According to a study published in January 2022 in the journal Astronomy and Astrophysics, this is due to the gravitational force of the parent star.
Planet which was first discovered in 2014, was previously observed using the Hubble and Spitzer space telescopes.
After identifying it, the research team wanted to obtain another view of the planet WASP-103b using CHEOPS, a Swiss mission characterized by the European Space Agency (ESA), to combine with previous observations.
The satellite, launched in 2019, looks for potentially habitable planets. It then detects planets using the transit method, or measures the decrease in star brightness when a planet passes in front of the star.
Then, when astronomers watched WASP-103b pass in front of its star, they could see the planet’s strange shape like a rugby ball.
“After observing some of the so-called ‘transits’, we were able to measure the deformation. It’s amazing that we were able to do this, this is the first time such an analysis has been done,” said the post-doctoral researcher at Geneva University, Babatunde Akinsanmi.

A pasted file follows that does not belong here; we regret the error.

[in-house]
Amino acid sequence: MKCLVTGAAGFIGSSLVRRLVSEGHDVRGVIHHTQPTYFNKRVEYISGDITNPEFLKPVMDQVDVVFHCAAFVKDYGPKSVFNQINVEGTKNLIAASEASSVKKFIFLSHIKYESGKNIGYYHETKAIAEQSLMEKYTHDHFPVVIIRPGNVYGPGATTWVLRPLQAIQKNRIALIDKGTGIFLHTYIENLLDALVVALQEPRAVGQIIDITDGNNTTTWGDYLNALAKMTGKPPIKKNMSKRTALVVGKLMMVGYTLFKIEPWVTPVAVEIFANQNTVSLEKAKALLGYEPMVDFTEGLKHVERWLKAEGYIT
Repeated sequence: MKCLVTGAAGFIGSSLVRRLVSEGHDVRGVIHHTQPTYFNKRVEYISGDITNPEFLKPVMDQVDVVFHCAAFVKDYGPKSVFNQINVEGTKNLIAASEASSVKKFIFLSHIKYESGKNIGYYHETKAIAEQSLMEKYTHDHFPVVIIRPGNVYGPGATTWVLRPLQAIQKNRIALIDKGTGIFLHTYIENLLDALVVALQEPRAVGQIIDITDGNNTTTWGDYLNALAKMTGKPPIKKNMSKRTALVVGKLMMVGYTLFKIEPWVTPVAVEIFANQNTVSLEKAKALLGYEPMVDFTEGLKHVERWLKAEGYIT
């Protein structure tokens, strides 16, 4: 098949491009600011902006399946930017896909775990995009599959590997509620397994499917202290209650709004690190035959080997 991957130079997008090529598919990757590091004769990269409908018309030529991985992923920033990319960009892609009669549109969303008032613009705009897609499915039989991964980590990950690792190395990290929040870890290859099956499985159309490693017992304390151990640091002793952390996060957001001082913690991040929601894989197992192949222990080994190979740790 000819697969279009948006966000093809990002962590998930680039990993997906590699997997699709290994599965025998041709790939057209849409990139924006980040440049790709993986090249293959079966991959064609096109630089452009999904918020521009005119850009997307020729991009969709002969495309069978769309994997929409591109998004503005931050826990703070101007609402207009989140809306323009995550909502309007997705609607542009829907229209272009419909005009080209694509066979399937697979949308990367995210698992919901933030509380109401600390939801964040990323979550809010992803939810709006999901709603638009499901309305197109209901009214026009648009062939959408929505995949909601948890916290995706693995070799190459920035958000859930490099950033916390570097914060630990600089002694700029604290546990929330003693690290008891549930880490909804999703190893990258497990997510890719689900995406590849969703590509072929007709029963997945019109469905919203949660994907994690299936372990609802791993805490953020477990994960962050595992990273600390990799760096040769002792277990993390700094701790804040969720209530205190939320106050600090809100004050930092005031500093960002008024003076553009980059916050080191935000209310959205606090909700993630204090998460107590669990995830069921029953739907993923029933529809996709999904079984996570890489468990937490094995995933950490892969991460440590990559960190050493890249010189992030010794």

The influence of the tides
The researchers suspect the planet’s slightly elongated shape is due to the massive tidal forces that occur on the planet, similar to those on Earth.
The strong tidal forces induced on the planet are similar to the tides that the Moon triggers in Earth’s oceans, but in a much more extreme way.
“Because of its very close proximity to its star, we suspect that a very large tide was caused on the planet. However, we have not been able to verify this,” said study co-author Yann Alibert, professor of astrophysics at University of Bern in Switzerland.
Astronomers say the planet is almost twice the size of Jupiter. The planet WASP-103 orbits around its star in less than an Earth day.
According to them, because of its scale and short orbit, this gas giant is categorized as a planet ‘hot jupiter‘.
Deformation or changes in the shape of the planet also allow researchers to learn more about its composition, which is gaseous like Jupiter.
“The resistance of a material to deformation depends on its composition,” Akinsanmi said Space, Wednesday (13/1/2022).
“We can only see the tides on Earth in the oceans. The rocky part doesn’t move much. Therefore, by measuring how much the planet is deformed, we can determine how much is composed of rock, gas or water.”
The research team hopes to make more observations with CHEOPS and NASA’s James Webb Space Telescope, to make it easier for them to understand the changing shape and interior structure of WASP-103b and similar exoplanets.
“This will improve our understanding of ‘hot Jupiters’ and allow for better comparisons between them and the giant planets in the solar system,” explains the astronomy professor at Geneva University, Monika Lendl.
Lendl said future observations would help them realize what they wanted to understand about the planet WASP-103b.
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